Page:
Miranda July: I had the idea for the app about three weeks before Miu Miu contacted me about making a short movie. It was originally called “Proxy”—I think every app is called Proxy to begin with. The idea really electrified me; I felt oddly determined to make it, even though barely know what an app is and certainly didn’t have the money lying around to pay for it. When the invitation came from Miu Miu I didn’t immediately connect it to the app—I just thought it would be a good way to get my head back in to directing after writing a novel for the last few years. My first idea was something about adults giving birth to other adults. My husband’s reaction to that idea was, “Hmmm, you should do something more democratic—like your We Think Alone project.” I said harumph and went to brush my teeth. Five minutes later I had it all worked out: the movie about the app, pitching the actual app to Miu Miu. I emailed the idea the next day to Miuccia Prada and her right-hand woman, Verde Visconti, and they completely got it immediately. And they respected that the app was mine, that they were supporting my work in this very organic way. The movie I wrote created a world for both the Miu Miu clothes and the app, it all felt very natural. That was in April I think—so I’ve spent the last five months making the app and movie simultaneously.
LACMA: How has the evolution of your work been informed by developments in technology?
MJ: I never mean to make work about or with technology, it just keeps happening—probably a lot of artists and writers can say the same. I’m old enough to feel the newness and strangeness of the technology, but no so old as to be able to see outside it clearly. So it’s interesting, like a dream I can’t wake up from, like “When’s life going to get back to normal like it was when I was a kid?” I also feel some kind of responsibility to poke back at this stuff that so completely impacts every second of my life.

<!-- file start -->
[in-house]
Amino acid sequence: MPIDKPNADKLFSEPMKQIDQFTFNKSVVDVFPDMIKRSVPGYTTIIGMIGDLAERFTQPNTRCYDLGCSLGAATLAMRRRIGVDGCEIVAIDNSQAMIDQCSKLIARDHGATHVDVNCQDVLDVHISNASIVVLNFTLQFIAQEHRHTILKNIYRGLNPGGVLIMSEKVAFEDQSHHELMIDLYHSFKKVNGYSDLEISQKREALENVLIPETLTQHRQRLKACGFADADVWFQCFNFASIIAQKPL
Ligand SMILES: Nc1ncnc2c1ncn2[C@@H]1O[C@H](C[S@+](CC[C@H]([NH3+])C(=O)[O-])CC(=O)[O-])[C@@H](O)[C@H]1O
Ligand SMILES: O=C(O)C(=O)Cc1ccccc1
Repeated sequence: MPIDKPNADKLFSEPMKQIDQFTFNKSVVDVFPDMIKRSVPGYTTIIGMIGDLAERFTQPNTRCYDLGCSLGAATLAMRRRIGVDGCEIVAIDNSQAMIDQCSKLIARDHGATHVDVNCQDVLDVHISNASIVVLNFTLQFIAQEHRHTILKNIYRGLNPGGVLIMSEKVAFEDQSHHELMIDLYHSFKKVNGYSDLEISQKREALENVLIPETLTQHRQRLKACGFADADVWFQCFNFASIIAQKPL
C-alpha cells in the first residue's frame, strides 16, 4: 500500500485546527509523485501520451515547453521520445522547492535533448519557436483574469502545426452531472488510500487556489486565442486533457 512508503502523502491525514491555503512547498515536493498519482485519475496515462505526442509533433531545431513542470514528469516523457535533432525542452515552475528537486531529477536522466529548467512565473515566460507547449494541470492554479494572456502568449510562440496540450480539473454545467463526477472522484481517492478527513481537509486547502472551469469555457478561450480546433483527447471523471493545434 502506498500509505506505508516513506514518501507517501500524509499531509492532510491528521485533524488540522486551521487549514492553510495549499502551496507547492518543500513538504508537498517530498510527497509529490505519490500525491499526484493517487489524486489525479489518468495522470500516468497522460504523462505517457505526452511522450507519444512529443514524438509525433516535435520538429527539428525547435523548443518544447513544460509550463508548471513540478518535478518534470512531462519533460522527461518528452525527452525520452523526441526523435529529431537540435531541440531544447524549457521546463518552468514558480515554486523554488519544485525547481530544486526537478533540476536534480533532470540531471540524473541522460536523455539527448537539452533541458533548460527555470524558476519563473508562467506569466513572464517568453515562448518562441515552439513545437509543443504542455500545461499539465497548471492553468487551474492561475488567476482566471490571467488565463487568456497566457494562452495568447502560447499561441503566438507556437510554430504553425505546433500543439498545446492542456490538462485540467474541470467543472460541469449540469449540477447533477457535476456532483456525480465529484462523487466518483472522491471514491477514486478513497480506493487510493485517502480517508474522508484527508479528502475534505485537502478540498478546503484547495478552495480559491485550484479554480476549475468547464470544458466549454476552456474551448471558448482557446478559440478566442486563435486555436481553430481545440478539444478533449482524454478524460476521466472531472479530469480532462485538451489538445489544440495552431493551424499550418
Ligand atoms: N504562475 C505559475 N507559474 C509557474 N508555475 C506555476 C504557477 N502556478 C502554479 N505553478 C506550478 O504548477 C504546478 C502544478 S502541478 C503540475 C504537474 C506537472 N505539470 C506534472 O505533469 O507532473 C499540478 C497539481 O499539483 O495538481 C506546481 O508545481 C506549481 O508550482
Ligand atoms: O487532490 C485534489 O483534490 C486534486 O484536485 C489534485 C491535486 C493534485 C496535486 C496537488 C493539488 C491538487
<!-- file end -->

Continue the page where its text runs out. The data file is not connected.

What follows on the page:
LACMA: What’s the significance of the hotspots, and how might the location inform how the app is used? Why did you pick cultural institutions to be the hotspots?
MJ: From the start I knew it would be almost impossible to get enough users for Somebody to really work the way it does in the movie—with strangers delivering messages on the street and in restaurants. I mean it might work like that eventually in like one block in Silver Lake or in Portland, but mostly I think friends will use it amongst each other, at parties, colleges, workplaces. The way to make it work in public was obviously to go to where the people already are gathered. Initially I was focused on festivals and concerts—sporting events! Then I realized museums made more sense because they are already focused on inviting an engaged audience inside; this is an ongoing part of their job. Somebody fit very easily in to conversations curators were already having about interactive art, digital art, performance.
LACMA: We’re in Los Angeles, so we have to ask, can you imagine someone being “discovered” by this app?
MJ: Sure. Even though Somebody is designed to create fleeting, undocumented experiences in real life, I imagine people (myself included) will be tempted to video message deliveries. So it is likely that there will be many little scripted performances popping up online—written by one person and performed by another. Someone could be discovered for either their writing or their incredible performance. But there are already so many ways to be discovered, Somebody is probably better for something else.
LACMA: Tell us an imagined scenario that would take place at LACMA and mediated by the Somebody app.